IOWA CITY, Iowa (AP) — The biggest question surrounding Iowa cornerback Josh Jackson entering 2017 was whether he could live up to the lofty standards set by his predecessors. The biggest question now is whether Jackson will leave for the NFL after the season.
IOWA CITY, Iowa (AP) — The biggest question surrounding Iowa cornerback Josh Jackson entering 2017 was whether he could live up to the lofty standards set by his predecessors.
The biggest question now is whether Jackson will leave for the NFL after the season.
Jackson, a 6-foot-1, 192-pound junior from Corinth, Texas, sidestepped questions about his future on Tuesday, preferring to focus instead on a season that continues Saturday when the Hawkeyes (6-4, 3-4 Big Ten) host Purdue (4-6, 2-5) in their home finale.
Jackson's performance this season — a nation-leading seven interceptions, 163 interception return yards and 23 passes defended — has changed the trajectory of his young career. Jackson has picked off five passes in his last two games, earning back-to-back defensive player of the week honors from the Big Ten.
"He's one of those guys that can just do it," Iowa linebacker Bo Bower said of his teammate. "He's extremely gifted and talented — and then he works his butt off. And obviously, over time, that's going to accumulate and eventually it's just going to click. And it just clicked."
Jackson didn't become a starter until this season because the Hawkeyes had two standouts at cornerback in Desmond King and Greg Mabin. King won the Thorpe Award in 2015 as the nation's best defensive back — and Jackson might do so as well after this season.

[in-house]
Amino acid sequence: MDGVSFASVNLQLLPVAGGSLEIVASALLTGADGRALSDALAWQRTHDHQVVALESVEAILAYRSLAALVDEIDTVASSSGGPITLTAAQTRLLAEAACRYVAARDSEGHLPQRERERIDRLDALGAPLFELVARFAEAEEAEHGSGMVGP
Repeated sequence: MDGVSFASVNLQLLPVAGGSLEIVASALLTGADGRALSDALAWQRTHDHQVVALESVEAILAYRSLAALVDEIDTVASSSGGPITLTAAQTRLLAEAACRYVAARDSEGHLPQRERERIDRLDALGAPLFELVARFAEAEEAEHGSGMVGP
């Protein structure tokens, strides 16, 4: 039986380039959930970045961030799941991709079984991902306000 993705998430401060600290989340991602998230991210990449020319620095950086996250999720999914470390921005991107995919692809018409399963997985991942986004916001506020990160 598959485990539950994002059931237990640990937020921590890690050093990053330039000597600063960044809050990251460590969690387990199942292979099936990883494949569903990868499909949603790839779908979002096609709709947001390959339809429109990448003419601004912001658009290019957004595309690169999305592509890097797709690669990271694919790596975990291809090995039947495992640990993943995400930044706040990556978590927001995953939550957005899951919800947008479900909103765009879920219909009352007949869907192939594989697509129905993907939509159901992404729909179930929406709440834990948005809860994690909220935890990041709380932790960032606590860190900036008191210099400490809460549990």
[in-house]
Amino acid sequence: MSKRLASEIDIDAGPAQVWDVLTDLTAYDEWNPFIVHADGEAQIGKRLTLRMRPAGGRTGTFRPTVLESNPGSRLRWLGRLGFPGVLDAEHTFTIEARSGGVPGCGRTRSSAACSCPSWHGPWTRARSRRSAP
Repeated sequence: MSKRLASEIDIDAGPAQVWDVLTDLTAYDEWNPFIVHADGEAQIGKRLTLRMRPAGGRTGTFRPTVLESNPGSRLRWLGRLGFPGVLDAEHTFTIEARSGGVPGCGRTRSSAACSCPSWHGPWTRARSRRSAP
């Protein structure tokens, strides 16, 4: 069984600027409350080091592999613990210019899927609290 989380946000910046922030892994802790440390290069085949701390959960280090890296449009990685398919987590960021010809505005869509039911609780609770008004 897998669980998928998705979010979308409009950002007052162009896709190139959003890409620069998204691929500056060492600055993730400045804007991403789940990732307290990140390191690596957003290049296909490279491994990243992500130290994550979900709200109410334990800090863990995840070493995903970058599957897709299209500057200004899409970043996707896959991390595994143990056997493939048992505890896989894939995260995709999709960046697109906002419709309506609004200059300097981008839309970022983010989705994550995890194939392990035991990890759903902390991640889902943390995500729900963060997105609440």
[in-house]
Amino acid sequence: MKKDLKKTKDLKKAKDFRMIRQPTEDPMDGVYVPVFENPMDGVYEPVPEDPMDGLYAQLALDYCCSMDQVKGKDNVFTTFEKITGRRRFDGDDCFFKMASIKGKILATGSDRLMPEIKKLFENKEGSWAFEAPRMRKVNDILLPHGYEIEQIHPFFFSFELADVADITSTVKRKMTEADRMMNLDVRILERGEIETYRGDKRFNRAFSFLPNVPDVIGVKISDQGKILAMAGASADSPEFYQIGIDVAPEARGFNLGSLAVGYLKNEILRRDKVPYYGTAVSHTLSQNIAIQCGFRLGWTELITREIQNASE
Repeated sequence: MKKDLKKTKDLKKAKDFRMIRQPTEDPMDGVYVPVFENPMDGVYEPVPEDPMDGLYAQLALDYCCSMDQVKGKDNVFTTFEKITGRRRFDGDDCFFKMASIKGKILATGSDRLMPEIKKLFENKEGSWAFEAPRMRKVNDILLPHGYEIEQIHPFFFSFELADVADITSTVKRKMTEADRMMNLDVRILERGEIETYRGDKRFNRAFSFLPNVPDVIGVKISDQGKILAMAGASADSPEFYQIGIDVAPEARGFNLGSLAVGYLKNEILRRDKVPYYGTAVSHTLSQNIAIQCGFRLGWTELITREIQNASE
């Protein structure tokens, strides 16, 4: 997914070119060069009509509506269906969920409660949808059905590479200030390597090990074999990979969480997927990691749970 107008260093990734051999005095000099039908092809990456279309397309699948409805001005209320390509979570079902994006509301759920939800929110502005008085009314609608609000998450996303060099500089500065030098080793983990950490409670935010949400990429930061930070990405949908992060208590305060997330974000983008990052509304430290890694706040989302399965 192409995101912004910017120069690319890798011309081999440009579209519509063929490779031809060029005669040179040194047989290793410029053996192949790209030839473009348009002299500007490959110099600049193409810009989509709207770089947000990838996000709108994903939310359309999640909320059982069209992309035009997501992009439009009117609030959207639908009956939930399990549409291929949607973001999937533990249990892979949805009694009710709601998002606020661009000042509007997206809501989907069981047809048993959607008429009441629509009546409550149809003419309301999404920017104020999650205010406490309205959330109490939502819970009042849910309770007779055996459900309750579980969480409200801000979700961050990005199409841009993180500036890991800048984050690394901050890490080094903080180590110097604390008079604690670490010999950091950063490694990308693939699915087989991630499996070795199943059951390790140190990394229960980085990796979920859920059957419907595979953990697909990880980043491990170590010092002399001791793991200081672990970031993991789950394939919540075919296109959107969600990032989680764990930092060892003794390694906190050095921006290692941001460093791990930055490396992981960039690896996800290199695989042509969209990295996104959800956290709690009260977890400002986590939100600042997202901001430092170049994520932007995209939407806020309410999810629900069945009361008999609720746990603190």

Jackson redshirted in 2014 and played sparingly as a freshman a year later following a brief stint at wide receiver. Jackson saw further action in 2016, but his path to the starting lineup was blocked by the presence of King and Mabin. Rather than be frustrated by a lack of playing time, Jackson said he watched how hard King and Mabin worked — and how much they studied film — and tried to emulate them once he entered the starting lineup.
"I really wanted to be a leader on this team, and just be accountable," Jackson said. "I just try to come to work with the mindset to get better."
It was clear from the opener that the Hawkeyes had found a good one in Jackson. He was brilliant in a 24-3 win over NFL prospect Josh Allen and Wyoming on Sept. 2, spearheading a stellar defensive effort with an interception.
Jackson consistently improved as the weeks wore on, but in the last two weeks he established himself as arguably the best cornerback in America.
Jackson had three interceptions against Ohio State's J.T. Barrett — who entered the game with 22 TD passes since his last pick — to cement a 55-21 rout of the Buckeyes, their worst defeat under coach Urban Meyer.
Jackson was the only bright spot in last week's 38-14 loss to No. 5 Wisconsin, returning both of his picks for touchdowns. He's now one interception shy of tying the school record of eight held by King and Nile Kinnick.
"He works really hard off the field. He's a big film guy," said running back Akrum Wadley. "If you combine that with his athleticism and his talent, he's a different type of dude out there. It's definitely paying off for him, and the sky's the limit for Josh Jackson. He's an animal."